Superficial: What a good meditation can’t fix, a brownie might. Nobody’s perfect. Om nom nom…
Spiritual: Our family didn’t own an adult-level puzzle, nor cared to sit patiently and construct one before March 2020. But, we took on (and conquered) a 1,500 piece puzzle as a family to draw us away from the consistently unsettling news. The time spent working together and celebrating almost every fit-piece will be some of my favorite memories when we look back at (the first?) lockdown.
Superficial: I used to shop at Target a few times a week as much as a stress reliever as a source of necessities. But through this, it proved itself worthy of my loyalty delivering essentials to my house with greater speed and consistency than my previous online shopping destination. I’m not calling it a breakup with the latter, but kudos to this “big box retailer” for coming through when it counted. I’d also like to enthusiastically tap a cowbell for all the shop owners on Etsy as well as the local small businesses that pivoted like ninjas to support us when that type of business shift in most large corporations would have taken years to activate. I have always been an advocate of nimble and tenacious drive to create measurable success…and this has only reinforced that it’s a winning business strategy.
Spiritual: May we never take our health and wellness for granted again. It seems that a significant portion of those greatest afflicted by the virus have compromised health from a variety of both controlled and uncontrolled factors at-play. For those factors that we are able to control which negatively affect our health such as: the temptation of quick, processed foods, an over-consumption of sugar and “bad” fats, or an “I’ll sleep when I’m dead” mindset, etc…let’s instead be sure to choose life moving forward. Choose to get healthier for your family. Choose the feeling of waking up energetic and excited to face another day. Choose to give yourself a fighting chance against the next big bug that may surface. What a gift we have been given in our time on earth to make a meaningful contribution to the world – however big or small – so respect and honor that with your commitment to wellness. It matters.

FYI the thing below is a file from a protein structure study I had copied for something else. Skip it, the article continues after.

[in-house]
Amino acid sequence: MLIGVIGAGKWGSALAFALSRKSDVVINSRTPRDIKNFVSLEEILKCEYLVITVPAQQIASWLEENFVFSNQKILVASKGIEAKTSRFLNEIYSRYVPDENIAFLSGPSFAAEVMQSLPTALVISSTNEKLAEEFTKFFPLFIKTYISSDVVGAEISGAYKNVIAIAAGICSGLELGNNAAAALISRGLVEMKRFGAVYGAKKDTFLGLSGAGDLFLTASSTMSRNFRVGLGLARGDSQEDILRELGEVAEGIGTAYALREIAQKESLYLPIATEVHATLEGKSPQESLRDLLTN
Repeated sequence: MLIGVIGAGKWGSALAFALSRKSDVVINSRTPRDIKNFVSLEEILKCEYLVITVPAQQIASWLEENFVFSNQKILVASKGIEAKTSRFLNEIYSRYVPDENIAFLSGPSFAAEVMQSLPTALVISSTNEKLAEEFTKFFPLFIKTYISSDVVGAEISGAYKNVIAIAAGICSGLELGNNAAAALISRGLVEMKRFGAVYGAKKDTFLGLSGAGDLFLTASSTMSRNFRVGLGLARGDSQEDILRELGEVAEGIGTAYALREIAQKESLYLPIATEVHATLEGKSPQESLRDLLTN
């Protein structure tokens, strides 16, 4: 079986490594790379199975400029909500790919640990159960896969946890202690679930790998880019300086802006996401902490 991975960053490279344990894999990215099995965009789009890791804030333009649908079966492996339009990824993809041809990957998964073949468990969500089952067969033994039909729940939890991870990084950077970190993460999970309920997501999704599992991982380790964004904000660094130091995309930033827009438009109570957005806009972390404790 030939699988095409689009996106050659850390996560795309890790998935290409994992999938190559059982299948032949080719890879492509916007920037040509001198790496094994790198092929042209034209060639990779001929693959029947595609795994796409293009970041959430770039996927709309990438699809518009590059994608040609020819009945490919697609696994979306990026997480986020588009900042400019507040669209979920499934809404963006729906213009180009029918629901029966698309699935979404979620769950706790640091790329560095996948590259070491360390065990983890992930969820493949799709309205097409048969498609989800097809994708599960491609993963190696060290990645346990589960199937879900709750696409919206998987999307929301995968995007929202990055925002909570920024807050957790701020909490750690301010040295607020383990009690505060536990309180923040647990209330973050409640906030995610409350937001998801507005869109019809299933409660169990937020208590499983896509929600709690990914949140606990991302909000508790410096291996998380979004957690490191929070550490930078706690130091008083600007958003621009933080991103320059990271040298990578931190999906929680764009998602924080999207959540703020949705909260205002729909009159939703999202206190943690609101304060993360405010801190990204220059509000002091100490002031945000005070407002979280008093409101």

Superficial: Taking food out of external packaging as suggested at one point by the experts to reduce virus exposure has meant putting the contents in glass, hermetically sealed jars in my pantry instead (again, thanks be to Target). We have found this to be such a pleasant shift from an aesthetically-pleasing and food-preservation standpoint: win-win!
Spiritual: Your church is who you are, not where you attend. To that end, my belief is that influence gained by fear is a short-term tactic and not as powerful as the long-term and lasting-impact of positive psychology. Gratitude, authenticity, compassion, and lightheartedness can help us improve creativity, open mindedness, resiliency, connection, health and strategic thinking. These are the traits we should all consistently embody to help us broaden and build, create breakthroughs, uncover new thinking, and drive ideas into being. Can I get an “Amen”?